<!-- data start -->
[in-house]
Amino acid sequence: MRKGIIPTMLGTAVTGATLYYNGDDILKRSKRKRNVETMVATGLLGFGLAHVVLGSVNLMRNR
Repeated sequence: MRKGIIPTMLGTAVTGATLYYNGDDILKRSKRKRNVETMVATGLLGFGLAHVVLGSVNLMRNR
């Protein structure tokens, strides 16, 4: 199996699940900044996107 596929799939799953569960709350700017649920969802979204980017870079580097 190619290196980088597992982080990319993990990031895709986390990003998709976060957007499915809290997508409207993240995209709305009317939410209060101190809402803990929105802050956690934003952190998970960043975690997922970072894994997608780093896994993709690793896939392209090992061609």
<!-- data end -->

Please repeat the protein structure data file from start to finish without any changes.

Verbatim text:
[in-house]
Amino acid sequence: MRKGIIPTMLGTAVTGATLYYNGDDILKRSKRKRNVETMVATGLLGFGLAHVVLGSVNLMRNR
Repeated sequence: MRKGIIPTMLGTAVTGATLYYNGDDILKRSKRKRNVETMVATGLLGFGLAHVVLGSVNLMRNR
């Protein structure tokens, strides 16, 4: 199996699940900044996107 596929799939799953569960709350700017649920969802979204980017870079580097 190619290196980088597992982080990319993990990031895709986390990003998709976060957007499915809290997508409207993240995209709305009317939410209060101190809402803990929105802050956690934003952190998970960043975690997922970072894994997608780093896994993709690793896939392209090992061609």